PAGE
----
It is crucial that in this fantasy, Mama imagines herself as lighter - in skin tone, body weight and wit. During the Climax, Mama realizes that she has often neglected her other child, Maggie, by always giving Dee what she wants. Mama now spills the beans and says that those quilts were preserved for Maggie, as her wedding gift in the near future. But was her education shallow? Such names are associated to black slaves. Education was not something Mama had access to; the school closed in second grade and no one ever asked why.
She was elated for the fact that her mother had finally owned her. Unlike Dee, Maggie will be the one to inherit that position from Mama. In fact, she is famous for coining the term womanist, which she had adopted as part of her identity. She has the same efficiency to make butter at home like her mother, grandmother, and aunt. Maggie lurks in the shadows not wanting to be fully visible. Mama then dismisses her fantasy as unrealistic, because she believes she is not the kind of person who would appear on such a show.
The story begins with Mama waiting at the outstretched yard for her beloved daughter Dee, who has been away from home in pursuit of studies, which she has completed with excellence. However, she understands that this cannot be, and she is who she is. Dee could probably be considered a main character in the story, but her change was too simple, because she changed on the outside only, and because she didn? Education also helps Dee to resist racism. She says that those quilts are being given in the wrong hands. Dee wanted nice things and was intent on getting them. Here, we find Dee reminiscing the past at the sight of the benches her father had prepared years ago. We don't exactly know what she does, but her mother assures us that she's made it.
Mama can no longer endure Dee's shaming. She is not as educated as Dee, and perhaps would settle down in marriage with a suitor in some time. Mama gets up and tries to tell Dee more about the garments used to make the quilts, but Dee steps out of reach. Mama recounts the traumatizing fire, which burnt down their home, and forced them to build a new one, exactly like it, where they now live. Mama and Maggie are similar. She declines to use the Dee and changes her name to Wangero without understanding its meaning.
Mama tells Dee that she was in fact named after her Aunt Dicie, who was named after Grandma Dee, who bore the name of her mother as well. The story 'Everyday Use', written by Alice Walker, is a story of heritage, pride, and learning what kind of person you really are. Walker utilizes the word in the story. Dee says that she refuses to go by the name given to her by white oppressors. The act of giving the quilts to Maggie by her mother etched a feeling of self-fulfillment within her.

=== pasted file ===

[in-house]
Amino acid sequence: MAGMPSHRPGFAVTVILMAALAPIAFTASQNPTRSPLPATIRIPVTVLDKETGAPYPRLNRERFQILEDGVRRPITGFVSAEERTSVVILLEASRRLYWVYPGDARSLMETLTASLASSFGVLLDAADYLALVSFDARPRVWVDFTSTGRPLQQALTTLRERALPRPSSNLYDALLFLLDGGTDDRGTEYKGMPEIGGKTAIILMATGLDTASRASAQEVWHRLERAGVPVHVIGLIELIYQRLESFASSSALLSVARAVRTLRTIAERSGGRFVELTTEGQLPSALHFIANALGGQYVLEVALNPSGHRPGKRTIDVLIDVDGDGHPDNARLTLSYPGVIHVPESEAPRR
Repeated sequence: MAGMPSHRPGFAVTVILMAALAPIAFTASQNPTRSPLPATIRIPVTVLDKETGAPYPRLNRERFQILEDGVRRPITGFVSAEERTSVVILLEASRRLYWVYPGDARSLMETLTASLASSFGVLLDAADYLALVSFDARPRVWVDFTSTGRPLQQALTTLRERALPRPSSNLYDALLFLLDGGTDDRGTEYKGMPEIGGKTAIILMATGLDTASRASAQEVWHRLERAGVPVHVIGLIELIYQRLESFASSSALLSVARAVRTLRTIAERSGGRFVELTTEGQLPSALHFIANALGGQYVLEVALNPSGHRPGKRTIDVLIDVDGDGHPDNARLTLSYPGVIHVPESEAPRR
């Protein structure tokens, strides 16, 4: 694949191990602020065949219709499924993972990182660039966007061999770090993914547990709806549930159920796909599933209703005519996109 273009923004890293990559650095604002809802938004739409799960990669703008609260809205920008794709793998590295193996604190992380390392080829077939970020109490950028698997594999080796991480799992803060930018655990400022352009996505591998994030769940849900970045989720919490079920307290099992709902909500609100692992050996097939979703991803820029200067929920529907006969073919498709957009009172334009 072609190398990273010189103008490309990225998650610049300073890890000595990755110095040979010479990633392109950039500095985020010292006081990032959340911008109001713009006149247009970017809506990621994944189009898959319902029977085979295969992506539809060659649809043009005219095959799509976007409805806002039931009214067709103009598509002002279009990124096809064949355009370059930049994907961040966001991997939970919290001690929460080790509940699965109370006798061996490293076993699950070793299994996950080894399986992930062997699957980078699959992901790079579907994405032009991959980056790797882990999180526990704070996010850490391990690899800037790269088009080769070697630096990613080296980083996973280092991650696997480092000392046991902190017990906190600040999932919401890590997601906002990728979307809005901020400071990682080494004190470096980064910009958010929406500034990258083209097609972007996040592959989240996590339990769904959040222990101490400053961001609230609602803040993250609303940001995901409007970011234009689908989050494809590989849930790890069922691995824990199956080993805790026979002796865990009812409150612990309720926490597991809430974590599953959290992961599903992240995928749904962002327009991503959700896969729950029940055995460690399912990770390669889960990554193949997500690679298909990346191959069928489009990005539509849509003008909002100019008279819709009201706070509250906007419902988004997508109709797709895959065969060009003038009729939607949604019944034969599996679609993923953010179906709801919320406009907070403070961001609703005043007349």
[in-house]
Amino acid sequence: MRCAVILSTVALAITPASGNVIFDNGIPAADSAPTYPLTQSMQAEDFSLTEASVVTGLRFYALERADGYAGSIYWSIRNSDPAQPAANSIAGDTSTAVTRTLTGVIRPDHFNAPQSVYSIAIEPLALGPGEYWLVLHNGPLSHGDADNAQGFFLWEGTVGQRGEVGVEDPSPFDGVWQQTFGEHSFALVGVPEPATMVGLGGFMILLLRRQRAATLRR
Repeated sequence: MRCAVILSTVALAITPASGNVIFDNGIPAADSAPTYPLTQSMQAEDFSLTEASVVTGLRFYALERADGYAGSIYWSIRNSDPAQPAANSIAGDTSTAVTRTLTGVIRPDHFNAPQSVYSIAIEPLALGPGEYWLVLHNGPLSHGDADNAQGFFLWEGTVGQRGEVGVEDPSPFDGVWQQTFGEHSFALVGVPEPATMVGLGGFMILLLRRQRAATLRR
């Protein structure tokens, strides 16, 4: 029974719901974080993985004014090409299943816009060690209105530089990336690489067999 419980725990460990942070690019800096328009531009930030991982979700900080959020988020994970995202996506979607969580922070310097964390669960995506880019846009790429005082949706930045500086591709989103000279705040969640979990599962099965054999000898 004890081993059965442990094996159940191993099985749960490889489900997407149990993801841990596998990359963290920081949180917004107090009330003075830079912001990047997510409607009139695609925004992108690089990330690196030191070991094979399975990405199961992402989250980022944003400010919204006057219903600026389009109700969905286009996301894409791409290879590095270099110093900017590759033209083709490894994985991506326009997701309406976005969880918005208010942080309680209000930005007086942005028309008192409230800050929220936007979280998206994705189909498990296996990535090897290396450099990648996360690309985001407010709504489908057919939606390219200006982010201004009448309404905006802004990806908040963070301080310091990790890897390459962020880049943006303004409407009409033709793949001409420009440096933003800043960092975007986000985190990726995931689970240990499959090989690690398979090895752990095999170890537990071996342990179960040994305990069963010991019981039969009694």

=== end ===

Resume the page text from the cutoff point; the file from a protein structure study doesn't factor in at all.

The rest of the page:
They appreciate their immediate family traditions. This is indeed true, yet Dee's adoption of Wangero and her Ghanaian greeting read as a superficial attempt to bury a past she despises. However, in a real sense, it is Dee who is confused about her family heritage. Dee tells Maggie to make something of herself and ironically tells Mama that she doesn't understand her own heritage. Although, not everyone has the same perspective. Walker mainly reflected the plight and agony suffered by African-American women through her writing skills.
Mama and Maggie both pose, but are really shy and clueless about the state of affairs. Walker has used Quilt to symbolize the bonds in family generations. Though Dee has access to changing times, not everyone born in the poor, rural black South is able to craft a new life and identity out of sheer will - and the financial help from Mama and her church. On the other hand, Maggie and Mama have an alternative view of heritage. Dee is judgmental about the way of life her mother and sister have taken up. Both Mama and Maggie are objectified and exploited in these photos, like actors in costume at some living tourist museum.
Dee is dressed in a beautiful, colorful, floor-length dress in African style. Packer described a story about these African American fourth graders who are in…. Dee's success is due in large part to her mother, who raised money with the church to send her to a fancy private school. She tells Dee to take one or two of the other quilts. She changes her name to Wangero to allow her to subvert racist history.